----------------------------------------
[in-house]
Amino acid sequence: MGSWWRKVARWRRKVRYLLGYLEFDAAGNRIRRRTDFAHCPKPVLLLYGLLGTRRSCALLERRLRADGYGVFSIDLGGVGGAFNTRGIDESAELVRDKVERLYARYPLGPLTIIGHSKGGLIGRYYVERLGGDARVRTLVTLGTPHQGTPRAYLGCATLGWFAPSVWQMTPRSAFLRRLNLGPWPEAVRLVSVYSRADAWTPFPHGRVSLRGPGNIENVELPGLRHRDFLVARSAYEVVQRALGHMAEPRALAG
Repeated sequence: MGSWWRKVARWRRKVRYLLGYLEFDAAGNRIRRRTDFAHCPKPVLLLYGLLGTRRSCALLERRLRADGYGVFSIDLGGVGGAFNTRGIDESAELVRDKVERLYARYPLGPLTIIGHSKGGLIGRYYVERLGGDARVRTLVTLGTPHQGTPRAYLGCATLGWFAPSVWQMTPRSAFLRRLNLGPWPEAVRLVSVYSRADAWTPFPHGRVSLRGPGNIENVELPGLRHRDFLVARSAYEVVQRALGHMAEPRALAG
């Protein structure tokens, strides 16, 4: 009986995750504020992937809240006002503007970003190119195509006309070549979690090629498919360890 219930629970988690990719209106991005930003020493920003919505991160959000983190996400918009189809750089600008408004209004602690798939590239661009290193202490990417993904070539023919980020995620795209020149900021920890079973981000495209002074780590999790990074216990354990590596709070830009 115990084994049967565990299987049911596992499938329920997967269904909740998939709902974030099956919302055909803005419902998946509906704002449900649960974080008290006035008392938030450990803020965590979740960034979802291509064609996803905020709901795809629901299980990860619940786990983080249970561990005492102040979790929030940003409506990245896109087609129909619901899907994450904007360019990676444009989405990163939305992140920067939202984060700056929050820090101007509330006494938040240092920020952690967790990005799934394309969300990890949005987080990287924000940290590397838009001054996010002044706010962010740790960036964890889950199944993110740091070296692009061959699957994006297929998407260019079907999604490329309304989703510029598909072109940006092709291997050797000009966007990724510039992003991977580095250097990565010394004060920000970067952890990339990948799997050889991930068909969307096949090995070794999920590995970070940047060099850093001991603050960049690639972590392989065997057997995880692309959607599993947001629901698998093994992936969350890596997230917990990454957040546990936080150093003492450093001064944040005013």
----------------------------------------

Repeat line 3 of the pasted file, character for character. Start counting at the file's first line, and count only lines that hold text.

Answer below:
Repeated sequence: MGSWWRKVARWRRKVRYLLGYLEFDAAGNRIRRRTDFAHCPKPVLLLYGLLGTRRSCALLERRLRADGYGVFSIDLGGVGGAFNTRGIDESAELVRDKVERLYARYPLGPLTIIGHSKGGLIGRYYVERLGGDARVRTLVTLGTPHQGTPRAYLGCATLGWFAPSVWQMTPRSAFLRRLNLGPWPEAVRLVSVYSRADAWTPFPHGRVSLRGPGNIENVELPGLRHRDFLVARSAYEVVQRALGHMAEPRALAG